This panel will examine the replicability of the EU’s Digital Services Act in regions beyond Europe. Is this comprehensive legislation something that other countries can and should adopt? If so, how should it be adapted? Regulators in other parts of the world have already signed agreements on information exchange and in February 2023 UNESCO is holding a meeting to discuss how the DSA can be adapted globally and the implications for countries which don’t have independent regulators or judiciary and may not support freedom of speech. The discussion will consider the failures and successes of these legislative efforts.
Moderator: Anya Schiffrin
- Christel Schaldemose, Member, European Parliament
- Vera Franz, Deputy Director, Open Society Information Program, Open Society Foundations
- Guilherme Canela de Souza Godoi, Chief of the Section for Freedom of Expression and Safety of Journalists, UNESCO
- Mathias Vermeulen, Public Policy Director; Affiliated Researcher AWO; Centre for Law, Science, Technology and Society at the Vrije Universiteit Brussels
- Nouri Lajmi, President, High Independent Communication Authority (HAICA), Tunisia
- Latifa Akharbach, President, High Authority for Audiovisual Communication (HACA), Morocco
- (Discussant) Justice Luís Roberto Barroso, Supreme Federal Court of Brazil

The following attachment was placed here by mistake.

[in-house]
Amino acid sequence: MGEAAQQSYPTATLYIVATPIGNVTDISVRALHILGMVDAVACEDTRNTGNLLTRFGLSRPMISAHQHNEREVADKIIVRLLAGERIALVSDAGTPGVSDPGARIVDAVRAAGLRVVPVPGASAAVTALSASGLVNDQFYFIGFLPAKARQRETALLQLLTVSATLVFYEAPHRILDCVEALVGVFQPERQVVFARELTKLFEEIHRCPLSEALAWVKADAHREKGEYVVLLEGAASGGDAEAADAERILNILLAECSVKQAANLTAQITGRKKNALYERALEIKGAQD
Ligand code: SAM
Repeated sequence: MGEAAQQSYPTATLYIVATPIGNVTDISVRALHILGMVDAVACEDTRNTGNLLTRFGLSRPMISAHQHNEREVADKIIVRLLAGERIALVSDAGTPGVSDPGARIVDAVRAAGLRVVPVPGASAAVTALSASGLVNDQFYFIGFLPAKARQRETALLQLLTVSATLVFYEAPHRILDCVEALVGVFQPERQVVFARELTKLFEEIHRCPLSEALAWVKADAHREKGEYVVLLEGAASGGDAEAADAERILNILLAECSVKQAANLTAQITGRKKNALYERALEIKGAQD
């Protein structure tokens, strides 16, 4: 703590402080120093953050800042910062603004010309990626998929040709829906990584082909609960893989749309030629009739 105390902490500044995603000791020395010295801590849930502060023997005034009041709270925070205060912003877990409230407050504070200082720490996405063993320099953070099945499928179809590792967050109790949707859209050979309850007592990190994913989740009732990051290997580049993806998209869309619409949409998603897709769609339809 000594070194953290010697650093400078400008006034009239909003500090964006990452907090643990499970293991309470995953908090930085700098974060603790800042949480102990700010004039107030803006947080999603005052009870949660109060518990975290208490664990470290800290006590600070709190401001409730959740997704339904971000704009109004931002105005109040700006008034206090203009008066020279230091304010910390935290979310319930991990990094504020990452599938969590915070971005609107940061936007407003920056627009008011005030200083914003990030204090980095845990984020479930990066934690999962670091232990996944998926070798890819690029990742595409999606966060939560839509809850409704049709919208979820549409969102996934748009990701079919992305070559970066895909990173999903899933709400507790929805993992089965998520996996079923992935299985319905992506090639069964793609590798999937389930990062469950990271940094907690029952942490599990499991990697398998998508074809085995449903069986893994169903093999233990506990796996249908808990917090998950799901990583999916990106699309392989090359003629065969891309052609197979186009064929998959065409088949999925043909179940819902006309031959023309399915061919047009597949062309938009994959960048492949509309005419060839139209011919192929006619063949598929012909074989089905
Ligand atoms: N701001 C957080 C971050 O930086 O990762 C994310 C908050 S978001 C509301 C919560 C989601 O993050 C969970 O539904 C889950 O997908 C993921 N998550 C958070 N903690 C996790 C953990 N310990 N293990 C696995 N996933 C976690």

This panel will seek to lay the groundwork for a steering group to explore prospects for adjusting and adopting elements of the Digital Markets Act. There is quite limited competition in the arena of digital platforms. These platforms have used their market power, not only to enhance their profits at the expense of others, but to enhance market power in other arenas: including the use of information advantages to dominate certain online product markets and to extract consumer surplus. Differentiated pricing undermines principles underlying the efficiency of the market economy. Network externalities and their information advantage create almost insurmountable barriers to entry. These platforms use their market power to shape political discourse, including advancing legislation which entrenches their power and makes them less accountable for their harms. Old approaches to antitrust (e.g. embedded in merger guidelines) may not be suitable. Rather, it may be desirable to bar mergers that risk reducing competition in the future; to restrict price competition; or to have stronger rules concerning conflicts of interests. Regulators and scholars who are working on competition will discuss the advantages, limitations, and risks of different approaches and the role that global cooperation might play.
Moderator: Joseph Stiglitz
- James Hodge, Deputy Commissioner, Economic Research Bureau Competition, Commission South Africa
- Alexandre de Streel, Academic Director, European Law, CERRE
- Gideon Mokaya, Manager, Enforcement and Compliance, Competition Authority of Kenya
- Ana Maria Prieto, Payment System Department Director, Central Bank of Colombia
Overcoming the Barriers
Organizers & Sponsors
Columbia SIPA, Technology, Media, and Communication Specialization
Columbia World Projects, Columbia University
Initiative for Policy Dialogue
Foundation for European Progressive Studies
With support from
We also are deeply grateful to the Niejelow/Rodin family for their generous support.